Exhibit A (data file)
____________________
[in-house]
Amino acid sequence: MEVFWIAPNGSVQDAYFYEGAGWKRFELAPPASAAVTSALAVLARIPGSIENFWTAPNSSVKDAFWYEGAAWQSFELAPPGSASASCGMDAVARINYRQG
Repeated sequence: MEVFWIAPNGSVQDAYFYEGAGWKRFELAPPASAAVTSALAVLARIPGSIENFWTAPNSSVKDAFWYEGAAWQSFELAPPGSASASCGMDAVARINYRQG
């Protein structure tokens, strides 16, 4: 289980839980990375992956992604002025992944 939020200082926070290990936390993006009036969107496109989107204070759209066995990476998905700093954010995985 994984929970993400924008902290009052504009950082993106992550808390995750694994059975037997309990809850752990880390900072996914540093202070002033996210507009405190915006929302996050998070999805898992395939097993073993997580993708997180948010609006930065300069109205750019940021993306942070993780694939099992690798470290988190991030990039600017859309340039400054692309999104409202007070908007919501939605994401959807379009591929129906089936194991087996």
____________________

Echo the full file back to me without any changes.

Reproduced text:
[in-house]
Amino acid sequence: MEVFWIAPNGSVQDAYFYEGAGWKRFELAPPASAAVTSALAVLARIPGSIENFWTAPNSSVKDAFWYEGAAWQSFELAPPGSASASCGMDAVARINYRQG
Repeated sequence: MEVFWIAPNGSVQDAYFYEGAGWKRFELAPPASAAVTSALAVLARIPGSIENFWTAPNSSVKDAFWYEGAAWQSFELAPPGSASASCGMDAVARINYRQG
């Protein structure tokens, strides 16, 4: 289980839980990375992956992604002025992944 939020200082926070290990936390993006009036969107496109989107204070759209066995990476998905700093954010995985 994984929970993400924008902290009052504009950082993106992550808390995750694994059975037997309990809850752990880390900072996914540093202070002033996210507009405190915006929302996050998070999805898992395939097993073993997580993708997180948010609006930065300069109205750019940021993306942070993780694939099992690798470290988190991030990039600017859309340039400054692309999104409202007070908007919501939605994401959807379009591929129906089936194991087996």